The greatest and most loved singer in the Arab world Fairouz is Christian Lebanese that didn't prevent her from being the most loved singer, she too sang religious Islamic songs, and celebrated the Islamic Arabian traditions especially the Andalusian Islamic Heritage. In Iraq under Saddam Hussian, Tariq Aziz a Christian was his deputy. Even now despite the radicalism raising, Jordan a Muslim Arab country is they only safe shelter for Christians of Iraq, and we are more than happy to help and have them here.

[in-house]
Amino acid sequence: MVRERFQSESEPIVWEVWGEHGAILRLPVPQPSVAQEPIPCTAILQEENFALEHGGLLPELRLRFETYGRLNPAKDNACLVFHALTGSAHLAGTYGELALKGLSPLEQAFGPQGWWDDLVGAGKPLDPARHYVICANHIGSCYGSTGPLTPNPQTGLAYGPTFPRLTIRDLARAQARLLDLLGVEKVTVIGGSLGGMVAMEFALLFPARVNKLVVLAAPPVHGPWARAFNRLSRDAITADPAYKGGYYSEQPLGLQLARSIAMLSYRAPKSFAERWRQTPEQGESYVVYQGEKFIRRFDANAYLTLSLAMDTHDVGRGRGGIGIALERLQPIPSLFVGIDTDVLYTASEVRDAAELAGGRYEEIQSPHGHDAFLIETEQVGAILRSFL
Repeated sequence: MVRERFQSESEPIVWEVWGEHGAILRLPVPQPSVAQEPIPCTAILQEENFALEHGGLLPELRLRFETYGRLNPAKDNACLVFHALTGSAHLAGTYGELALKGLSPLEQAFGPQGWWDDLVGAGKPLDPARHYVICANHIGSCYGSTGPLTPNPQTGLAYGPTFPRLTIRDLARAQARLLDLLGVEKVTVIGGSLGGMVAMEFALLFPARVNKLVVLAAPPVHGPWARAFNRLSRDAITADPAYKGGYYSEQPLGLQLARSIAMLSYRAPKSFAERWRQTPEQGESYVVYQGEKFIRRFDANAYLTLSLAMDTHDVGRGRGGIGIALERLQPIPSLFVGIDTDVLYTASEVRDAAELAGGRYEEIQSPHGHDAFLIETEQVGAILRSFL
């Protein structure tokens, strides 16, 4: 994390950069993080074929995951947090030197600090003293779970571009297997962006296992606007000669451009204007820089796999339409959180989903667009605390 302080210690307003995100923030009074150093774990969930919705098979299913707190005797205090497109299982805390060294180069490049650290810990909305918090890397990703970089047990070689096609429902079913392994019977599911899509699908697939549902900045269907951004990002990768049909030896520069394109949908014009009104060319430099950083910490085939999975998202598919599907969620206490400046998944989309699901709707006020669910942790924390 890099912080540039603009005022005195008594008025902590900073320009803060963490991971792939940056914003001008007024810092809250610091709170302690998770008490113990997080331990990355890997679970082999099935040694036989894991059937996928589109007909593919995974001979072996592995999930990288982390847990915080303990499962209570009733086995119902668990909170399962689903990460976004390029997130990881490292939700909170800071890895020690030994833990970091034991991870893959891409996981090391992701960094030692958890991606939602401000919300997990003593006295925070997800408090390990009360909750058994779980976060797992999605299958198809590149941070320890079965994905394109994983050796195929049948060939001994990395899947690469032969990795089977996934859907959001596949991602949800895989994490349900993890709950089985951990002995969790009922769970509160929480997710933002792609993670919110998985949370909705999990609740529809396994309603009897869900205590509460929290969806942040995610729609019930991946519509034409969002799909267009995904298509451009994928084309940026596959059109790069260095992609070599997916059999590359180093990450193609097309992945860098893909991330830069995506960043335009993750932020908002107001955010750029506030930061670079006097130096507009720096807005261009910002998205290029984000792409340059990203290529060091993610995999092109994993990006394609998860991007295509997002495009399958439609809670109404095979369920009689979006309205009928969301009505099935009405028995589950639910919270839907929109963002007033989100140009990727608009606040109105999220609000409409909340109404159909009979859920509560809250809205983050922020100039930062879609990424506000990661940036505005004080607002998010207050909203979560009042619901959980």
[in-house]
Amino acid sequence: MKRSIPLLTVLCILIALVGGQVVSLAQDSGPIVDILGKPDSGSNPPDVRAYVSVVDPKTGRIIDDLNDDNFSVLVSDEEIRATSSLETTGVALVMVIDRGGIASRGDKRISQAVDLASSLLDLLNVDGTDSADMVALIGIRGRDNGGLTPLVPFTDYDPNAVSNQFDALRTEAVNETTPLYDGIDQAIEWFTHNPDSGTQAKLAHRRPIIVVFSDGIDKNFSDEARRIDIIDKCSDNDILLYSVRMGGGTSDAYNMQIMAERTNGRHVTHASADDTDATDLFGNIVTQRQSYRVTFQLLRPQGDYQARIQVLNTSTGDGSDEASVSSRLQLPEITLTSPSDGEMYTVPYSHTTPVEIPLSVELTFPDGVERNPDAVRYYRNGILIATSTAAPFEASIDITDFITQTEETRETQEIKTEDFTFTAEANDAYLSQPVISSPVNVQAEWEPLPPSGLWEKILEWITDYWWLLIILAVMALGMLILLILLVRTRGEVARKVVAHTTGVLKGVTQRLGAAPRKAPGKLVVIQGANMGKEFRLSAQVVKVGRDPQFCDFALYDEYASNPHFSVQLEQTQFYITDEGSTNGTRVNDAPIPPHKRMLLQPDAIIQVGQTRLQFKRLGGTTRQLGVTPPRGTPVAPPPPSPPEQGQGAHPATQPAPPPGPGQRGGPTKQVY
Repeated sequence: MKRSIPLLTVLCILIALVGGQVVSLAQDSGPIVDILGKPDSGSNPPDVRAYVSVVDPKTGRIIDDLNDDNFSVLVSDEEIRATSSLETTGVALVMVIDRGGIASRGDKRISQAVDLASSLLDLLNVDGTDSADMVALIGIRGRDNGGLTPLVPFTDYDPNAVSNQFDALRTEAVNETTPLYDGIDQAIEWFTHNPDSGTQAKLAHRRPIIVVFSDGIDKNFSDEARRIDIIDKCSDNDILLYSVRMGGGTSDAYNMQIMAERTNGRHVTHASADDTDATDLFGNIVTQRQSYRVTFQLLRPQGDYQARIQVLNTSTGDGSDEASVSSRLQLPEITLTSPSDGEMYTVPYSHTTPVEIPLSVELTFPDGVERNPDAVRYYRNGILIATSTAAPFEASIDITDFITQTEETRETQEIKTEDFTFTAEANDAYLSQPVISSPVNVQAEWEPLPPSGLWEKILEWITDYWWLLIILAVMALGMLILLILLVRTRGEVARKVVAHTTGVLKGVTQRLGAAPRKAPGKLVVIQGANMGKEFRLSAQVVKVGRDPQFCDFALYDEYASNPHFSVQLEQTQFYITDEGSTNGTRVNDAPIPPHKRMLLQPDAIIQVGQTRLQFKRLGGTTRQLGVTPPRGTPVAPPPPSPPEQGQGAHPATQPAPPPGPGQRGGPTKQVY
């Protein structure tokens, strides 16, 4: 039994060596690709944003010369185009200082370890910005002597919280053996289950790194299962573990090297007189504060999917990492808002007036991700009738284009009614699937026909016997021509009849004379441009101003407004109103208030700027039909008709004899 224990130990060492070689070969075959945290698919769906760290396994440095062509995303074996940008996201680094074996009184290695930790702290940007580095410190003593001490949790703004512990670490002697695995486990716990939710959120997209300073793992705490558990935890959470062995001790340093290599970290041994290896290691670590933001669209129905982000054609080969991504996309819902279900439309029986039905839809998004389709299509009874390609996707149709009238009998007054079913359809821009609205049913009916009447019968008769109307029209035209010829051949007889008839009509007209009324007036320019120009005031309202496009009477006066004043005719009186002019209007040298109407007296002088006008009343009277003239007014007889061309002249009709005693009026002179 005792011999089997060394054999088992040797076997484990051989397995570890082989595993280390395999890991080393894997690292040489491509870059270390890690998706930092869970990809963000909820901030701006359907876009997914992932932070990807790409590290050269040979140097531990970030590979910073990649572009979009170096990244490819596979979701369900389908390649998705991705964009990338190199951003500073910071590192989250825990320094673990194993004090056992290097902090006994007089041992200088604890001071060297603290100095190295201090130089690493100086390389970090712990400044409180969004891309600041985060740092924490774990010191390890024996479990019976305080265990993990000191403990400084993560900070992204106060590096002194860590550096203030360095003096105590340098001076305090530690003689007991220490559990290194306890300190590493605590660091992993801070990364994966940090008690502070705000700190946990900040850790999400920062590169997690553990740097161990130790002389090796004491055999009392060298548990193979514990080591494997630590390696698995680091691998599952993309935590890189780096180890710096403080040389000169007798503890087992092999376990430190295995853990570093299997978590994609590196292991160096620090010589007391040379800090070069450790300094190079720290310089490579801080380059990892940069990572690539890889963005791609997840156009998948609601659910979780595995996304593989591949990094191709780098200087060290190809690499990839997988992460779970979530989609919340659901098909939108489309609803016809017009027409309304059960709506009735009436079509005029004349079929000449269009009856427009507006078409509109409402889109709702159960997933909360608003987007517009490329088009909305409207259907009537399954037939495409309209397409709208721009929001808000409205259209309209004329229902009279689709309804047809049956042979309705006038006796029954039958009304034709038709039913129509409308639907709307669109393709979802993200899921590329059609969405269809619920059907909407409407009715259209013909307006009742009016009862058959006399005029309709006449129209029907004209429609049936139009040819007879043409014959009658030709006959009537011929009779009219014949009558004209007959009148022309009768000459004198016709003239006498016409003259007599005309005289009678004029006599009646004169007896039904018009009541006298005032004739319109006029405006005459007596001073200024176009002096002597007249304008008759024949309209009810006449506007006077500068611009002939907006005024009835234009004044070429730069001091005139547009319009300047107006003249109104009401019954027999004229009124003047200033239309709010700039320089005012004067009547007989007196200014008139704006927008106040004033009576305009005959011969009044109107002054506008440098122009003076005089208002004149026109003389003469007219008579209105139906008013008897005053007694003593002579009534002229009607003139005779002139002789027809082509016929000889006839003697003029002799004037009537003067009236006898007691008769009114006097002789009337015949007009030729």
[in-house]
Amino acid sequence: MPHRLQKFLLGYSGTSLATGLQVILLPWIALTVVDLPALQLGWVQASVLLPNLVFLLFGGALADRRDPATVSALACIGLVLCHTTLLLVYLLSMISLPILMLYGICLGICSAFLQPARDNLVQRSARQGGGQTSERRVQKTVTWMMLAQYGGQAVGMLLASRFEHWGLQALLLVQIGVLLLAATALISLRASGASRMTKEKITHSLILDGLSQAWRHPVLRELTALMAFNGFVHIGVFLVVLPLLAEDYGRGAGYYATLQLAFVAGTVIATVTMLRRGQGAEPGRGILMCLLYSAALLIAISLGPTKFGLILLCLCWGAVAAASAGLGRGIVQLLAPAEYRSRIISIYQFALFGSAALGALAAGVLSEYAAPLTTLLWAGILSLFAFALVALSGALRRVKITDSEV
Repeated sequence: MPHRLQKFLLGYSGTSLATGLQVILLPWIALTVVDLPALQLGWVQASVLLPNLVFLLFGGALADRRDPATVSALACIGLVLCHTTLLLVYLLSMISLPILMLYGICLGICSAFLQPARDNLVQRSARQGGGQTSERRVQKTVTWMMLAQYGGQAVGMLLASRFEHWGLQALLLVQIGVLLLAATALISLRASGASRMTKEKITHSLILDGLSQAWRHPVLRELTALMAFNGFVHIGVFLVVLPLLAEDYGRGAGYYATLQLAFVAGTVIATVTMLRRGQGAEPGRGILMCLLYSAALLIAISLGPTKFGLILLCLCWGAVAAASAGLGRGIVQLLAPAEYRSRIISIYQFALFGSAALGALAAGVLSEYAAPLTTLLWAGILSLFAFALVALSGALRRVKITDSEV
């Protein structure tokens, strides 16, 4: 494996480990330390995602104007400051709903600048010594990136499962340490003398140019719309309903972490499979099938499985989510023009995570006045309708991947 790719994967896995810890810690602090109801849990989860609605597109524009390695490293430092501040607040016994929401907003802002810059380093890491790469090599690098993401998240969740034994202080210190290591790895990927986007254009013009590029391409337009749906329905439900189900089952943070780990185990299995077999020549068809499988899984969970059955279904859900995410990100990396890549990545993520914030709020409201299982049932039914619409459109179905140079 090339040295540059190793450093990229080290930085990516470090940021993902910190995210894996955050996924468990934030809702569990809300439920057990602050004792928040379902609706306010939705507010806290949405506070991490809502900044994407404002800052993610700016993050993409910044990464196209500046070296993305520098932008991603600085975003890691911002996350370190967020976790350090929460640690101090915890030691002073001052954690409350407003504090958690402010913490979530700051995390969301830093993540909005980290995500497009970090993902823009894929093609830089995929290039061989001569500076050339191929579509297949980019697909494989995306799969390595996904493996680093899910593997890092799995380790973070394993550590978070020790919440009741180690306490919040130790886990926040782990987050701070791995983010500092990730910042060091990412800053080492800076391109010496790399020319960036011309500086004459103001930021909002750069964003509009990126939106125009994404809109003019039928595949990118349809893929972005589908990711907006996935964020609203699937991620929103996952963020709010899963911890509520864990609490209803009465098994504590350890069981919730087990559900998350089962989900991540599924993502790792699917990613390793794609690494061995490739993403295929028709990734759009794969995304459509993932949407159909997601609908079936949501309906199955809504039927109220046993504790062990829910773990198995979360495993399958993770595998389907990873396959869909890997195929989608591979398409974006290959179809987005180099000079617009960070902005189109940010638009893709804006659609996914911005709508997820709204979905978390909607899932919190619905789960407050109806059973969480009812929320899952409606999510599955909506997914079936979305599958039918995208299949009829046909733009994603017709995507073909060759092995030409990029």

Even though some might not consider Tunisians as Arabs because of genetics, we still consider ourselves as Arabs and we feel part of the Arab world because of our shared language, culture, values, morals and ethics. Tunisia has a highly homogeneous population, in total ~12.000.000. We don't have different ethnic groups or differnt religieus groups in "large"/moderate/significant numbers like in Egypt, Palestine, Iraq, Lebanon, Jordan or Syria. We used to have a lot of Christians and Jews when France was colonizing Tunisia. The vast majority of Tunisians today are (Sunni) Muslims, the rest are Christians (~25.000) and Jews (~2.500). Christians live mainly in the capital Tunis and Jews live mainly on the island of Djerba along with Tunisian Muslims and also in the capital. We Tunisians see Christian Arabs as our own because we are the same the only difference is relgion and religious holidays. At the end of the day we are all Arabs who speak the same language and watch the same movies and we listen to the same music and we enjoy the same foods (depending on which country you're from). We get along fine and they are just as important as Muslims because one is not better than the other, it doens't matter whether the person is for example a Christian from Jordan or a Muslim from Iraq. Even if I met a Christian Arab in Tunsia or in the Netherlands I wouldn't have known that he/she is Christian unless he/she told me and even if I knew I wouldn't treat that person different whatsoever.